Have you ever been in a situation at work where something major went wrong? Maybe you lost a key customer, botched a new product launch, or found a bug in your hardware/software just before it was supposed to ship. What happens? The blame game starts. Whose fault is it? How can we stop it from happening again?
That is what I see happening with Katrina. Accusations. This person and that group and the Mayor, Governor, President, National Guard, FEMA, Army Corps of Engineers, etc. made a bunch of mistakes. And we are dedicated to stringing those people up and making them pay. It's stupid. It's not really about making things better for future disasters, it's about using the opportunity to take a shot at someone you didn't like anyway.
There is real work to do – lots of it, so why focus on the past right now? Let's go back to the company example. Say you are supposed to ship a piece of hardware in two days and it fails a major test. Is the best use of your time to convene meetings and discuss changes in the design process to catch errors like this the next time? No. Your best bet is to fix the damn problem. That is where your brainpower should go.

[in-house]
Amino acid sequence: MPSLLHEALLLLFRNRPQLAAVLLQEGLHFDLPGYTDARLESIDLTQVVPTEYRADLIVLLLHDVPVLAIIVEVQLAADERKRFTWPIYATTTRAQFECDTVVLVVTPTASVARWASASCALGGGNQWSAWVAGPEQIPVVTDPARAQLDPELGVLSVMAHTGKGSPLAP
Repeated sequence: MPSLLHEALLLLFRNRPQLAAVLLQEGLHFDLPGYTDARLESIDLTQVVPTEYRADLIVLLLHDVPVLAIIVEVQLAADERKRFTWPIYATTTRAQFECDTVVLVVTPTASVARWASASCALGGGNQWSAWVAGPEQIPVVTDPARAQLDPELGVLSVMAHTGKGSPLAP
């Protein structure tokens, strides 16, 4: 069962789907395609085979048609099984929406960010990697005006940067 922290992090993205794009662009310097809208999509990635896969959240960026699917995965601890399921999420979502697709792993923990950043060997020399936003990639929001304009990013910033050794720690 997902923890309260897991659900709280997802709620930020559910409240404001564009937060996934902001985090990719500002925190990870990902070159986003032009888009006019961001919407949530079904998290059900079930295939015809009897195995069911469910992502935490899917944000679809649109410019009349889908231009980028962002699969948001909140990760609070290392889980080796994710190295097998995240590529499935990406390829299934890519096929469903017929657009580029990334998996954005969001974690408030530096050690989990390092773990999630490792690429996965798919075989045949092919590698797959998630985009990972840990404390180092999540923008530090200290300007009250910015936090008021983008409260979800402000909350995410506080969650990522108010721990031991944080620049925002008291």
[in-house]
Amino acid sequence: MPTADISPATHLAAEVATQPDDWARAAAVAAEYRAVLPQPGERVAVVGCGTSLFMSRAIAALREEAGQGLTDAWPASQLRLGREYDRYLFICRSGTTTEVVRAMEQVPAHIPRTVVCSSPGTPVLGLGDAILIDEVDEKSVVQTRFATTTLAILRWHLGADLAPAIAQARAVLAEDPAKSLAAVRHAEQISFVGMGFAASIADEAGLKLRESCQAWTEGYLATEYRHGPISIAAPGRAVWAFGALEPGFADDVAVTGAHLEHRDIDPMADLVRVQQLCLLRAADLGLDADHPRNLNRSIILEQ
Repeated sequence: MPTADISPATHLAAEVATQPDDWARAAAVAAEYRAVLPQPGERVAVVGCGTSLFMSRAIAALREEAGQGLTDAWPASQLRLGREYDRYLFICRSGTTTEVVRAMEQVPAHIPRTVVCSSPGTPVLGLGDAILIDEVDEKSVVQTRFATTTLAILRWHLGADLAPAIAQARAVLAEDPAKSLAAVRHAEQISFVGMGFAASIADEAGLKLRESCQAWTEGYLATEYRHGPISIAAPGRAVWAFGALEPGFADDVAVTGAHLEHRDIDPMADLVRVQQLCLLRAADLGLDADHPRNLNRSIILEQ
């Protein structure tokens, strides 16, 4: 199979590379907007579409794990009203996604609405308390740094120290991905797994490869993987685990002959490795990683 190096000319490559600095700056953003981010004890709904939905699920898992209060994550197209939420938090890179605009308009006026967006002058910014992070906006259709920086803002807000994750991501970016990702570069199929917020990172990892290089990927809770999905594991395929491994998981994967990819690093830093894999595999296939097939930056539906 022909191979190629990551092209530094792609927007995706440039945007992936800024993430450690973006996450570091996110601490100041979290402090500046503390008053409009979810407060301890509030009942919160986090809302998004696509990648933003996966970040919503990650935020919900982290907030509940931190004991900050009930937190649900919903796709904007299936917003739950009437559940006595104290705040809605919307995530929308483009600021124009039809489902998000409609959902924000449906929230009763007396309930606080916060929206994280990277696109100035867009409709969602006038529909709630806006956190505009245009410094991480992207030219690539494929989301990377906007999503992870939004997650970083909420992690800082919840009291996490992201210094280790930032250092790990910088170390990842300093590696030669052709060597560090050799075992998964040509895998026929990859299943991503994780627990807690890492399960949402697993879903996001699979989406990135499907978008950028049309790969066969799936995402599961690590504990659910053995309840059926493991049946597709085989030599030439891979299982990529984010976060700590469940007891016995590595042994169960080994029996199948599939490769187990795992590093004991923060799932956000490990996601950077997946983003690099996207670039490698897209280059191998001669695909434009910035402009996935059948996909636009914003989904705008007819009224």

But we play the blame game instead because it's easier, and because ultimately we care more about looking good than being good. In the wake of Katrina, I just wonder how much effort is focused on blame and criticism that could be directed at cleaning up and moving forward.
The past is important. You can learn from it and improve your future performance. But it's never good to start pointing fingers right after the problem hits. Solve it. Fix it. Get it done. Then step back and take a breath and figure out what you can learn from it. Looking backwards isn't a good way to make progress. And besides, after awhile you get a sore neck.
Word of Blog has some good Katrina relief ads, for those of you that are interested.